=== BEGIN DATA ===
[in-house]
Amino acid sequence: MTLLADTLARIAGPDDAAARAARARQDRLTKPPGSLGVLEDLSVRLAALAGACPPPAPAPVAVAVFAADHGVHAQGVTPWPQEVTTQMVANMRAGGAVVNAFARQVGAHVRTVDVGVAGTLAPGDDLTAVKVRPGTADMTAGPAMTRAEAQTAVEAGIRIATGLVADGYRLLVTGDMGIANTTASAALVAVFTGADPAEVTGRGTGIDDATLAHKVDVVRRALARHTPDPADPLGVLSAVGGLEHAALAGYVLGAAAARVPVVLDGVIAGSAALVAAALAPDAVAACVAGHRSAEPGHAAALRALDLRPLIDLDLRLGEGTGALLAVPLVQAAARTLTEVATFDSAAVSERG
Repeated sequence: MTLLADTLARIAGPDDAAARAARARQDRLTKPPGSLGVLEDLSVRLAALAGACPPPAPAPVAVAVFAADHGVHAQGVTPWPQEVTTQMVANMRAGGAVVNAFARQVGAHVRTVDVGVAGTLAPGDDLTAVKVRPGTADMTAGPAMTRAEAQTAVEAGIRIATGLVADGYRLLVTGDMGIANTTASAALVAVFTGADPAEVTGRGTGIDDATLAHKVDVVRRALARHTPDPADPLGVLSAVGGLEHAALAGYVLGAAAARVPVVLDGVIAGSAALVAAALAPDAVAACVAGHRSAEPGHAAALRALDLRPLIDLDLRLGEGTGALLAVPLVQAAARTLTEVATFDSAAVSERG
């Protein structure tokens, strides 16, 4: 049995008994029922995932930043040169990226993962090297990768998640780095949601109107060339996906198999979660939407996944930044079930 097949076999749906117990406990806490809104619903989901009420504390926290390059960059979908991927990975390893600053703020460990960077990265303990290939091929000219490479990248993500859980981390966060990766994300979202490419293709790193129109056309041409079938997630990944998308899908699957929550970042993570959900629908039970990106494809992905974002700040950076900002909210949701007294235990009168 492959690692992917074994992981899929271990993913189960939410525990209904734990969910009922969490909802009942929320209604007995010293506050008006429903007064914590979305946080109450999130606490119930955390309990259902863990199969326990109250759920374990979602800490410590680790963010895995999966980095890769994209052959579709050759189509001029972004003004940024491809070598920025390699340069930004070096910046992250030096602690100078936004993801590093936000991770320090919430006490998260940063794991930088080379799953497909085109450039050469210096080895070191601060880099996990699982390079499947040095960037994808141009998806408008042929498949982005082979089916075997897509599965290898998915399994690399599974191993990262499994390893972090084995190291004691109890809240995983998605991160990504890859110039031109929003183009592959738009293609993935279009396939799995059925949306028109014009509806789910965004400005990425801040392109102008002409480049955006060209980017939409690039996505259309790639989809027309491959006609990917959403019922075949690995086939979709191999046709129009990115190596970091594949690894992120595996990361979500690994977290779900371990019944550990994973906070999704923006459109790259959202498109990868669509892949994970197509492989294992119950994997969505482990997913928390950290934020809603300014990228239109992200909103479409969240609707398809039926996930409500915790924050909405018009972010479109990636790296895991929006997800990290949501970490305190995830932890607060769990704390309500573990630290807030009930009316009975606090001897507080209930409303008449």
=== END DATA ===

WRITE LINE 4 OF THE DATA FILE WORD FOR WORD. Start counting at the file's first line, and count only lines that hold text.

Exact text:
């Protein structure tokens, strides 16, 4: 049995008994029922995932930043040169990226993962090297990768998640780095949601109107060339996906198999979660939407996944930044079930 097949076999749906117990406990806490809104619903989901009420504390926290390059960059979908991927990975390893600053703020460990960077990265303990290939091929000219490479990248993500859980981390966060990766994300979202490419293709790193129109056309041409079938997630990944998308899908699957929550970042993570959900629908039970990106494809992905974002700040950076900002909210949701007294235990009168 492959690692992917074994992981899929271990993913189960939410525990209904734990969910009922969490909802009942929320209604007995010293506050008006429903007064914590979305946080109450999130606490119930955390309990259902863990199969326990109250759920374990979602800490410590680790963010895995999966980095890769994209052959579709050759189509001029972004003004940024491809070598920025390699340069930004070096910046992250030096602690100078936004993801590093936000991770320090919430006490998260940063794991930088080379799953497909085109450039050469210096080895070191601060880099996990699982390079499947040095960037994808141009998806408008042929498949982005082979089916075997897509599965290898998915399994690399599974191993990262499994390893972090084995190291004691109890809240995983998605991160990504890859110039031109929003183009592959738009293609993935279009396939799995059925949306028109014009509806789910965004400005990425801040392109102008002409480049955006060209980017939409690039996505259309790639989809027309491959006609990917959403019922075949690995086939979709191999046709129009990115190596970091594949690894992120595996990361979500690994977290779900371990019944550990994973906070999704923006459109790259959202498109990868669509892949994970197509492989294992119950994997969505482990997913928390950290934020809603300014990228239109992200909103479409969240609707398809039926996930409500915790924050909405018009972010479109990636790296895991929006997800990290949501970490305190995830932890607060769990704390309500573990630290807030009930009316009975606090001897507080209930409303008449």